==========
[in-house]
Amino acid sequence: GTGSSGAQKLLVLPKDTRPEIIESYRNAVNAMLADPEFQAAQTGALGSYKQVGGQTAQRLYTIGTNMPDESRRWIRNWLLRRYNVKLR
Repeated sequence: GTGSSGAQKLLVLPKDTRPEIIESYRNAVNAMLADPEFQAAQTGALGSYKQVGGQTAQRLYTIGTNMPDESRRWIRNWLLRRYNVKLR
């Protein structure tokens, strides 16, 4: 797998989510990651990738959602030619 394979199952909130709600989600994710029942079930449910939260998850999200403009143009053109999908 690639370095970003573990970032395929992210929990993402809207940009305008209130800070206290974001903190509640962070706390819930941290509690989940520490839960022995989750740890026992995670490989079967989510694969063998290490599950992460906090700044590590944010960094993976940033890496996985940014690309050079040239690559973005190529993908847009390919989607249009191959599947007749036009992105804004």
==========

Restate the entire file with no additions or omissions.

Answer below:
[in-house]
Amino acid sequence: GTGSSGAQKLLVLPKDTRPEIIESYRNAVNAMLADPEFQAAQTGALGSYKQVGGQTAQRLYTIGTNMPDESRRWIRNWLLRRYNVKLR
Repeated sequence: GTGSSGAQKLLVLPKDTRPEIIESYRNAVNAMLADPEFQAAQTGALGSYKQVGGQTAQRLYTIGTNMPDESRRWIRNWLLRRYNVKLR
């Protein structure tokens, strides 16, 4: 797998989510990651990738959602030619 394979199952909130709600989600994710029942079930449910939260998850999200403009143009053109999908 690639370095970003573990970032395929992210929990993402809207940009305008209130800070206290974001903190509640962070706390819930941290509690989940520490839960022995989750740890026992995670490989079967989510694969063998290490599950992460906090700044590590944010960094993976940033890496996985940014690309050079040239690559973005190529993908847009390919989607249009191959599947007749036009992105804004």